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Basil Scruby -The Man Who Made Petts Wood - London Open House Talk

Updated: Sep 18, 2023

Patrick Hellicar’s recent illustrated talk on Basil Scruby for PW&DRA as part of London Open House Festival was well attended. He had us all intrigued by how Scruby managed to create Petts Wood, given his butterfly-mind tendency in his business ideas and projects. He was, said Patrick, a risk-taker, a chancer; something of an interwar ‘Del Boy’.

Scruby originated from Harlow, Essex. Born on 9th July 1875, he was the fifth of eight children and his father was a corn merchant. After attending Grammar School in Dunstable, Basil joined his father’s business but soon began his own entrepreneurial ventures, setting up on his own as a corn factor and even running his own bakery. Living at Harlow Mill he enjoyed playing cricket and flirting with girls.

In 1901 he became an agent for Molassine animal feed. But then there followed a series of business failures, including a flooded commercial potato crop, he had to sell his bakery and his Stock Exchange investments plummeted. Declared bankrupt in 1904, aged 28, Scruby owed his creditors over £5,000.

Although these were hardly credentials for becoming a successful housing estate developer, Scruby nevertheless achieved this without having any formal professional qualifications. Describing himself as a house agent and surveyor, he acquired land at Harlow with a vision of developing a garden village modelled on Hampstead Garden Suburb – a self-contained community of low-density houses on generous plots.

In the early1920s Scruby was approached by Adolphus Chudleigh and James Langdon, who owned Town Court Farm, Cornayes and the Ladywood Estate at Petts Wood – 400 acres of mostly poor farming land carved up by two railway lines and ripe for development. Enthused by his Harlow vision, Scruby planned a high-class garden suburb at Petts Wood and set about buying parcels of land from Chudleigh and Langdon, selling them on to speculative builders. Crucially, he also persuaded the Southern Railway to build a new station, for which he contributed £6,000, and it was opened on 9th July 1928. He then established an estate office in Station Square (now Aqua restaurant) from where potential house buyers were driven to visit vacant plots and showhouses.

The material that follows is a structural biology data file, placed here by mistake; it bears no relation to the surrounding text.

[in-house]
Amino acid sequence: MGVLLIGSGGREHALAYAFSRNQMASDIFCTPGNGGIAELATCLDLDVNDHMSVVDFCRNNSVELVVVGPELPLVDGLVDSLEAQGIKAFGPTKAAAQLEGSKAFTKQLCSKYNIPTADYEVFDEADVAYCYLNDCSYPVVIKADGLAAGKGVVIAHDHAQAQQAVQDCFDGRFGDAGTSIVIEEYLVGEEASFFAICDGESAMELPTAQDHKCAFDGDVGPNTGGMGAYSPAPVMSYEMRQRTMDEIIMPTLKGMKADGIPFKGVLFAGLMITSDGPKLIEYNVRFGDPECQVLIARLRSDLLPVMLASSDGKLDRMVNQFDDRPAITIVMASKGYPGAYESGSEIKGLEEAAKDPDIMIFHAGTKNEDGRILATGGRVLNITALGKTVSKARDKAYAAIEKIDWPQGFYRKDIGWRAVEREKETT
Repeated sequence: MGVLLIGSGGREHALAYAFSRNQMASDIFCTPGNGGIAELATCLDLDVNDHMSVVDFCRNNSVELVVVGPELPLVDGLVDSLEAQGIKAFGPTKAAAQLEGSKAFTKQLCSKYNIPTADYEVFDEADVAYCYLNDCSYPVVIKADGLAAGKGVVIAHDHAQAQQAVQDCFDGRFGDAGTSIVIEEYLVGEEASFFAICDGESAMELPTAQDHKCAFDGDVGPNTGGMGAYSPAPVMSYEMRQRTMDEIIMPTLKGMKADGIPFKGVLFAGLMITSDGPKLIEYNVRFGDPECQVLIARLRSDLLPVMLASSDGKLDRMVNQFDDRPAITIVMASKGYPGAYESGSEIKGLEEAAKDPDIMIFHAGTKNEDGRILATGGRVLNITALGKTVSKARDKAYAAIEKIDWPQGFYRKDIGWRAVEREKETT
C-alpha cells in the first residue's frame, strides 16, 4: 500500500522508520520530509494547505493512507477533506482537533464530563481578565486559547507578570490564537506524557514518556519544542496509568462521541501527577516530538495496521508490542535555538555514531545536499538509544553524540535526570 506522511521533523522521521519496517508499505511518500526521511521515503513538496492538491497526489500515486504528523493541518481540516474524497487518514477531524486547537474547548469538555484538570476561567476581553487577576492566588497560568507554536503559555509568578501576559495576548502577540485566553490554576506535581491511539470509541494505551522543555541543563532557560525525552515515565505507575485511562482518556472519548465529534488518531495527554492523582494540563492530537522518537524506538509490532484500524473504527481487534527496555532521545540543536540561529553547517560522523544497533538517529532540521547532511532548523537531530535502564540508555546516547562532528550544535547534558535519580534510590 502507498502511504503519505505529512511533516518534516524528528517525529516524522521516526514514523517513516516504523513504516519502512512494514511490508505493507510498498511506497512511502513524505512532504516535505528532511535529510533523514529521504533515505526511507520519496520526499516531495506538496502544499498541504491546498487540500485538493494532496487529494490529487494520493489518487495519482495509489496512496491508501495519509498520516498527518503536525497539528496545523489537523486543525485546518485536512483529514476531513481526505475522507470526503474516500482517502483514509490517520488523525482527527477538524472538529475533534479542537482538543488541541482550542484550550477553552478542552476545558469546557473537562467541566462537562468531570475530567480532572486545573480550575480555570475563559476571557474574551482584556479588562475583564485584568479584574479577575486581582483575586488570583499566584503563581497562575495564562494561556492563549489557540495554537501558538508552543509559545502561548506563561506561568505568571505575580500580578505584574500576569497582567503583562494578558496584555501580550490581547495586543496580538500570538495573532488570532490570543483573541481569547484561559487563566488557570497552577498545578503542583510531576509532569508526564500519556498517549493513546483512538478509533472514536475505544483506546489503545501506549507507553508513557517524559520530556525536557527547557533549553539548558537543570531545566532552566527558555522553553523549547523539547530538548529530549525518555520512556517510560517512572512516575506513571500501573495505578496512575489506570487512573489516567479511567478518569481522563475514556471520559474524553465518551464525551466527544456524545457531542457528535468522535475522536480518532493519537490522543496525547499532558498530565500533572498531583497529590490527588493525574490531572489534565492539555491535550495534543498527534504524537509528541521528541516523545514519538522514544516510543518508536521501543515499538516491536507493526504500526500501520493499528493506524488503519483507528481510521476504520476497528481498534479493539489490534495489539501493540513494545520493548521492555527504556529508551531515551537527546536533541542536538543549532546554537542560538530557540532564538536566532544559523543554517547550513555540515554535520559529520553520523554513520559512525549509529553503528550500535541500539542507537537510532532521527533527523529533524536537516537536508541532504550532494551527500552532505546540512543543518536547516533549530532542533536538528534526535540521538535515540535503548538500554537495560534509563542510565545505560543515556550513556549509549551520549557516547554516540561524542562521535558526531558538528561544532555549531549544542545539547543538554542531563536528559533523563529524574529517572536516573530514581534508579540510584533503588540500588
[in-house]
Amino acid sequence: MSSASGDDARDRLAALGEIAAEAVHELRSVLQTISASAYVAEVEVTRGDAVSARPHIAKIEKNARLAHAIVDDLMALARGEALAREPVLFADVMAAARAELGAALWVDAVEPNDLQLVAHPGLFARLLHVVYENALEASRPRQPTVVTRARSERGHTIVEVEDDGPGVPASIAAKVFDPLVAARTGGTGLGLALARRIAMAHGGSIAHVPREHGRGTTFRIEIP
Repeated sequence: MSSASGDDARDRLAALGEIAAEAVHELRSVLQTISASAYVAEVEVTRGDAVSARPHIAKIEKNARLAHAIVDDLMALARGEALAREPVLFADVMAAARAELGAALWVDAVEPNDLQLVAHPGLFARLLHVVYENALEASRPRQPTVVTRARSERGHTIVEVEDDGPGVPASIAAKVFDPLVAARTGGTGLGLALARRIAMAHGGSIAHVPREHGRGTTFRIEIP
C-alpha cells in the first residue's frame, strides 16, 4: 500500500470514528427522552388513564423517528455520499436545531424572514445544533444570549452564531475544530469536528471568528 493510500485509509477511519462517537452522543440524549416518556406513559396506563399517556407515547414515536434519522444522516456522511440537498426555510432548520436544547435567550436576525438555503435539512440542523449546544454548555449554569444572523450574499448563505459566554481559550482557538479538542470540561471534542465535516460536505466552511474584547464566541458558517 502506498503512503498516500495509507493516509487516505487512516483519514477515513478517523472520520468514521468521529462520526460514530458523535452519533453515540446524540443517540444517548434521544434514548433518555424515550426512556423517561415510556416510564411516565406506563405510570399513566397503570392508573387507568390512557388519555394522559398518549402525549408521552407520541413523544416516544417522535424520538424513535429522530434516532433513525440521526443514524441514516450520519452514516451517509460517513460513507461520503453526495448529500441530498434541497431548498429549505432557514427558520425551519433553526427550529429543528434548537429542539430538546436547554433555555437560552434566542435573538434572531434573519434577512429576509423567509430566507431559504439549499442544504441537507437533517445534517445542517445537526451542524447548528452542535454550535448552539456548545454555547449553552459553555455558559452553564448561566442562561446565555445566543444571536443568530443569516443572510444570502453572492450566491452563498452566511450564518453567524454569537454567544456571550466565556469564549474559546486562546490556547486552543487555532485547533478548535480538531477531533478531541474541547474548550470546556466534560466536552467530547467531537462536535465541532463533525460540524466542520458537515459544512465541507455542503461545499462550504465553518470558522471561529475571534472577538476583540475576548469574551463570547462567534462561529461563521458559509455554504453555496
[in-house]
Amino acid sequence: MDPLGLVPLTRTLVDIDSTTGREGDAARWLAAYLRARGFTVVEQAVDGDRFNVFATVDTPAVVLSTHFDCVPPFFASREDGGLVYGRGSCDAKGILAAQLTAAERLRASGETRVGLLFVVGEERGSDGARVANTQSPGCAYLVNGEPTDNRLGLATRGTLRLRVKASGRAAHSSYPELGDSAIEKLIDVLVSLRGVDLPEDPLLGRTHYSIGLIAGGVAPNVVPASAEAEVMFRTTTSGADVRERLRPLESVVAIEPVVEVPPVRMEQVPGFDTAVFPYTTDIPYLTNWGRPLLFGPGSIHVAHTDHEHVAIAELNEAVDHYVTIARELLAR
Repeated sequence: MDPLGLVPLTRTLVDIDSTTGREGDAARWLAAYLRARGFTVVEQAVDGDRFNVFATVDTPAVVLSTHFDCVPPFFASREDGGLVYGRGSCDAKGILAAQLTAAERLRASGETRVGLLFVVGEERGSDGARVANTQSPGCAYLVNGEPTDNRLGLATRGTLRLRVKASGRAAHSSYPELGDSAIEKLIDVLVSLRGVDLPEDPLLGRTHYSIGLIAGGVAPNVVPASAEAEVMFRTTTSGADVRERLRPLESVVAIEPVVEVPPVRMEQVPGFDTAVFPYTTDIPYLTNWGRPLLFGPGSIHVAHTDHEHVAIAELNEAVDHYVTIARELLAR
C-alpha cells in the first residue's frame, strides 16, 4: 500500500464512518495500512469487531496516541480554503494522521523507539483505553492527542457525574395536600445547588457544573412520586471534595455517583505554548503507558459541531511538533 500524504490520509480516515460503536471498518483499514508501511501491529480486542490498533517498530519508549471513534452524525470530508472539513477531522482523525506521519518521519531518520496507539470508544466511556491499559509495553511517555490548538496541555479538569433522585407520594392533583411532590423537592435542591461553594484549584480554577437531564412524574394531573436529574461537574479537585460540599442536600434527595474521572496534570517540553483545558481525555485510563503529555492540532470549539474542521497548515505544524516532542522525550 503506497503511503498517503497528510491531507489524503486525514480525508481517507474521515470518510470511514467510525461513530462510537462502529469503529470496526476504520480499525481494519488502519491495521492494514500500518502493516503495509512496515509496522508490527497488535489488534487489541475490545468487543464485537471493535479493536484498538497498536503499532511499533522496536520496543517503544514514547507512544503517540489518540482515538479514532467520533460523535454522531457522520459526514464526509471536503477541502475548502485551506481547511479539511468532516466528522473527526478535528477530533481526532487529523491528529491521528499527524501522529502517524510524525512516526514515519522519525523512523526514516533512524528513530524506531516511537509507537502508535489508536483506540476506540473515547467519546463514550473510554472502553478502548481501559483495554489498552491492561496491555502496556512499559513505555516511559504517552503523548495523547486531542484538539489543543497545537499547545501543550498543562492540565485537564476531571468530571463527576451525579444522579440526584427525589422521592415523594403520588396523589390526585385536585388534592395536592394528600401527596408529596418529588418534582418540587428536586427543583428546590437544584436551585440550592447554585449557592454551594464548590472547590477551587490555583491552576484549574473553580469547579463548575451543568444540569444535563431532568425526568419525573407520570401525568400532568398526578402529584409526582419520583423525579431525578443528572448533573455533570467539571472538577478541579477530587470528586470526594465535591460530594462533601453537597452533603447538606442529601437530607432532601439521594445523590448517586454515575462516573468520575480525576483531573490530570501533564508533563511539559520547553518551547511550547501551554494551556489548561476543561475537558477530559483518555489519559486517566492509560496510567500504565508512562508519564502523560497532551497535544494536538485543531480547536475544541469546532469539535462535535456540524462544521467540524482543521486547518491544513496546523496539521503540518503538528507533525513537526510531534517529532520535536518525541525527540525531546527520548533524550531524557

On the east side of the railway line between Chislehurst and Orpington, Petts Wood began to emerge, laid out in sympathy with the natural contours of the woodland area. Supervised by the notable architect, Leonard Culliford, Scruby’s strict design rules included a preference for the Tudorbethan style, controlled building lines and roof heights, high-quality materials and wide open frontages with lawns, shrubs and trees.

Apart from Petts Wood, Scruby’s array of other business interests included a doll factory which later burnt down. He also invented a block moulding process which enabled bungalows to be built in three weeks, and roll-out parquet flooring. However, Scruby never lost his ambition for building further housing estates and began work on a new seaside town in Kent, opposite Southend, called Allhallows-on-Sea. Sadly, by 1939 the project was bust and abandoned with only a hotel, a handful of shops and 20 houses built.

Scruby died in May 1946 and his funeral included a hymn he had composed himself. Patrick Hellicar researched, found and diligently cleared his overgrown grave at Harlow parish church and showed us pictures of it. Nearer to home, Adolphus Chudleigh, Scruby’s former Town Court Farm business associate, is commemorated with a stained glass window at St Francis of Assisi Church in Petts Wood.

It seems that Scruby was a restless soul, multi-talented and his mind always on the move but never quite the great businessman he aspired to be.

Peter Waymark, author of A History of Petts Wood, recently remarked that while the “inventor” of daylight saving, William Willett, is celebrated by street and park names and a memorial in Petts Wood, Basil Scruby is completely overlooked, with no memorial at all. Perhaps that should be put right!

Mel Wright with Patrick Hellicar

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